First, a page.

As I mentioned in Friday’s Gospel of Hockey podcast post, the lockout that significantly shortened the 2013 NHL season continues to affect the league calendar well into June.
Not only could the Stanley Cup Final go further into the summer than ever before – June 24 is the date to beat – but the NHL Draft will be much closer to the end of the season than usual. If Chicago and Boston need seven games to decide the crown, there will be only three days separating the Cup raising from the condensed one-day draft at the Prudential Center in Newark, N.J.
That tight spread means the league’s general managers have spent much of the last few weeks preparing for the annual meat market, even while the 2013 champion has yet to be determined. Penguins GM Ray Shero is no exception, as he and his staff are likely preparing options for draft-time trades like the one that sent Jordan Staal to Carolina last June for fellow center Brandon Sutter and prospects.
In the NHL’s salary-cap era, and especially in the past few years, the draft has been just as fertile a breeding ground for deals as the trade deadline. It’s simply easier for GMs to make trades when they know exactly what the next season’s cap limit (and floor) will be. That type of certainly isn’t available during the regular season, since the salary cap is based on a percentage of the NHL’s total revenue in a given year.
While the Penguins have nearly $8 million to work with under the cap and 18 players under contract, it’s no secret that moving defenseman Kris Letang while he still has a year left on his current contract is a major action point for Shero as the draft approaches. Last year, the team reportedly offered Staal a take-it-or-leave-it long-term deal before getting value for the rangy pivot via trade.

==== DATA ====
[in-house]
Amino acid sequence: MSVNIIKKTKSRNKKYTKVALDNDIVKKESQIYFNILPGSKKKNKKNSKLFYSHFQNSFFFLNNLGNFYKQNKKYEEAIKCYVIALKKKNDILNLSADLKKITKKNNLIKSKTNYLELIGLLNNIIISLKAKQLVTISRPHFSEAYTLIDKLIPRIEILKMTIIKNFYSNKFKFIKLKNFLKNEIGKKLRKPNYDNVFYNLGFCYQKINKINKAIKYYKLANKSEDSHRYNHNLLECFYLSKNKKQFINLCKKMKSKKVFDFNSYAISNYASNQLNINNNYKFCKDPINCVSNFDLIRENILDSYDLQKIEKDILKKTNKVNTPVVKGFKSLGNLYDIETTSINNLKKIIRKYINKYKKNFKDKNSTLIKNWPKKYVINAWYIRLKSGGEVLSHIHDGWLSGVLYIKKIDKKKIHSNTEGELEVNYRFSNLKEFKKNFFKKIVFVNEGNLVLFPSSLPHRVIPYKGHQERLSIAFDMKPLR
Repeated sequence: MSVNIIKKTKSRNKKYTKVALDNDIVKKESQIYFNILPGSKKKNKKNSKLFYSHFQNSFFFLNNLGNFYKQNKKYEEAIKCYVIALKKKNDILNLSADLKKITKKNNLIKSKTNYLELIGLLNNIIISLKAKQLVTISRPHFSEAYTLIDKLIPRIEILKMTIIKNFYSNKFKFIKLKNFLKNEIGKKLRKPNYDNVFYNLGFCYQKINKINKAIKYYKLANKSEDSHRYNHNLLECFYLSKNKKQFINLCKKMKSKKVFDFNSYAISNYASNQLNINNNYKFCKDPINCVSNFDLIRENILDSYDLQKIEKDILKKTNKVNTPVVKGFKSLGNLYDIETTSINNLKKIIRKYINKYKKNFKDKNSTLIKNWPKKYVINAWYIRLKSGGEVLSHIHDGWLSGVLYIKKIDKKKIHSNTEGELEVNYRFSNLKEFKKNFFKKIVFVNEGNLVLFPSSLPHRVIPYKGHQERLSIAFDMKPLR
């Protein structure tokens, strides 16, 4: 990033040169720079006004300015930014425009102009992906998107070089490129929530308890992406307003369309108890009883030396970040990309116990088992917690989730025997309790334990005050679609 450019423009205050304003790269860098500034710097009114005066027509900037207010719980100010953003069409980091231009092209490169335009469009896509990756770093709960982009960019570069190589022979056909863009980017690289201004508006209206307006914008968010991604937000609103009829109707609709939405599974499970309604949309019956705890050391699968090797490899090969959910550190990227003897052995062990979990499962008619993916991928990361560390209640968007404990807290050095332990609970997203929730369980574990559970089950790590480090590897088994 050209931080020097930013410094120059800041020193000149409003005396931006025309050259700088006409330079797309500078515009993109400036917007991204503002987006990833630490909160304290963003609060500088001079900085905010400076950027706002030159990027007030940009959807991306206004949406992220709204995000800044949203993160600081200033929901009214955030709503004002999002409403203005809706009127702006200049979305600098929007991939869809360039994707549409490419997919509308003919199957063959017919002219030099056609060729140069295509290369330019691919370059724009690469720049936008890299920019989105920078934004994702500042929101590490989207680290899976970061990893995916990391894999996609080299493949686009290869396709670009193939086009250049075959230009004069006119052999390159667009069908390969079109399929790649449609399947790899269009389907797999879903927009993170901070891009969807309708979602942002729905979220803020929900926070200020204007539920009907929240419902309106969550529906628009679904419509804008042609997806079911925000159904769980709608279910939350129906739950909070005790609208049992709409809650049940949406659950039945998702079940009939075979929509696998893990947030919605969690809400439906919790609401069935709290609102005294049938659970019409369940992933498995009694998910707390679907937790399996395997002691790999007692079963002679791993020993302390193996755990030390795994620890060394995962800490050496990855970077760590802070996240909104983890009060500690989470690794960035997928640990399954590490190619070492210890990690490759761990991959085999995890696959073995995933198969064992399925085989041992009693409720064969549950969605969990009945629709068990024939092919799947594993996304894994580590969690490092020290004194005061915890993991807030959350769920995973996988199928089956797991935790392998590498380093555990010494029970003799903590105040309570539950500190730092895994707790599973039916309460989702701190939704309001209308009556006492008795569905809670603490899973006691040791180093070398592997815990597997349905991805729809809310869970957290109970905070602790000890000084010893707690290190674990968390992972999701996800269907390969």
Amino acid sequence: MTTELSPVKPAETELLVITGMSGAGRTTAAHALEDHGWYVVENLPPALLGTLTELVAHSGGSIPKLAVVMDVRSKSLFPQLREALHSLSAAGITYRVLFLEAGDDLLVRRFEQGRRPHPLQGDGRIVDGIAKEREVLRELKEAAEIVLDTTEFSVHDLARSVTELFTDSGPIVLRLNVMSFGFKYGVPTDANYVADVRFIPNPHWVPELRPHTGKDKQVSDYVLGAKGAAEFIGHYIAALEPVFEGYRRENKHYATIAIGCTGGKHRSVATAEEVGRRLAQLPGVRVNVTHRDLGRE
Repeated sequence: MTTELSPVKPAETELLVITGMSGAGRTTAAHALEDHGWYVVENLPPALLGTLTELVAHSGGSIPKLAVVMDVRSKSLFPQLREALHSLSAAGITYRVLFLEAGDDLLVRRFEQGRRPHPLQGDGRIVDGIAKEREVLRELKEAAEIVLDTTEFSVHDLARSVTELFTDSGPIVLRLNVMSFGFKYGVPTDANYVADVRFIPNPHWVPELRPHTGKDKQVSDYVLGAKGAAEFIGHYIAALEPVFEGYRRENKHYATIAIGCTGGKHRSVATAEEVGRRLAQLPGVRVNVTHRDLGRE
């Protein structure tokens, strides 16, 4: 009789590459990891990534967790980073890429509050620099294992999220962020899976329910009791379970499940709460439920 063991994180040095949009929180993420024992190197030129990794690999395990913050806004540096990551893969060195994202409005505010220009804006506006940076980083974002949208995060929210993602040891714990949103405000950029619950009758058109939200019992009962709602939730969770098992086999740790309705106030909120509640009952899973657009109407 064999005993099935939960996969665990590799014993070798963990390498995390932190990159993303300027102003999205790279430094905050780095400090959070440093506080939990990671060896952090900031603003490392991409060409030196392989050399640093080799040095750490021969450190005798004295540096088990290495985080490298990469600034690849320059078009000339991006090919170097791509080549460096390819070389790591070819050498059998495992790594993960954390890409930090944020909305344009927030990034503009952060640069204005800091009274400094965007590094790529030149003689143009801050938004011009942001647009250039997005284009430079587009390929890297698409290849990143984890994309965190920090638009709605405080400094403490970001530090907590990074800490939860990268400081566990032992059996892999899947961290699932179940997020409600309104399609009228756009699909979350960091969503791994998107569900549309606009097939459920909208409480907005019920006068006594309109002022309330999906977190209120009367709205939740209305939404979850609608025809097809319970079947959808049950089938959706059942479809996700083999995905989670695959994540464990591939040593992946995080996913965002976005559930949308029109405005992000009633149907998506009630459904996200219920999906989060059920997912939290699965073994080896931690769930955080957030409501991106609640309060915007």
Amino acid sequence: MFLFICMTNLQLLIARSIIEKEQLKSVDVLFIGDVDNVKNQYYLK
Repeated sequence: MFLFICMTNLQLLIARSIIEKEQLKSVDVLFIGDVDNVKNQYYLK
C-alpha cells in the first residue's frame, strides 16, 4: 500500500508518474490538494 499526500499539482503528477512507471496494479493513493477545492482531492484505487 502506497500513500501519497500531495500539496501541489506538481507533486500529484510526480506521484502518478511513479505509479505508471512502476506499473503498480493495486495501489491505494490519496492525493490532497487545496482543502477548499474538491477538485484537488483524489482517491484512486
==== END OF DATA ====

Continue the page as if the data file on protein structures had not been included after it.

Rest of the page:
The Pittsburgh Tribune-Review’s Rob Rossi has reported the Pens’ approach with Letang is likely to be similar. No. 58 will probably ask for $7 million-plus per year (and a no-movement clause) in his next contract, which would severely limit Pittsburgh’s future roster flexibility. Assuming Letang declines to accept less than his market value, Shero will be on the hunt in the Garden State.
Adding to the Penguins’ urgency to get something for Letang is the franchise’s lack of draft picks this year. Late-season trades for Jarome Iginla, Brenden Morrow, Douglas Murray and Jussi Jokinen cost Pittsburgh first-, second-, fifth- and seventh-round selections this year, plus three prospects and future picks.
Cheap, effective talent is critical for success in a league with a “hard” salary cap, which increases the need for winger Beau Bennett and defenseman Simon Despres to step into bigger roles next year. Both youngsters will make less than a million each in 2013-14, as they will still be under their initial entry-level contracts.
Perhaps an early-round selection from next week’s draft will play his way into a roster spot in the fall. For that type of pleasant surprise to happen, the Penguins have to make up for the selections they’ve traded away recently.
Whether Shero’s trade chattel turns out to be Letang or someone else on the current roster, the Penguins are likely looking at serious change when all 30 NHL GMs get together next weekend on the East Coast.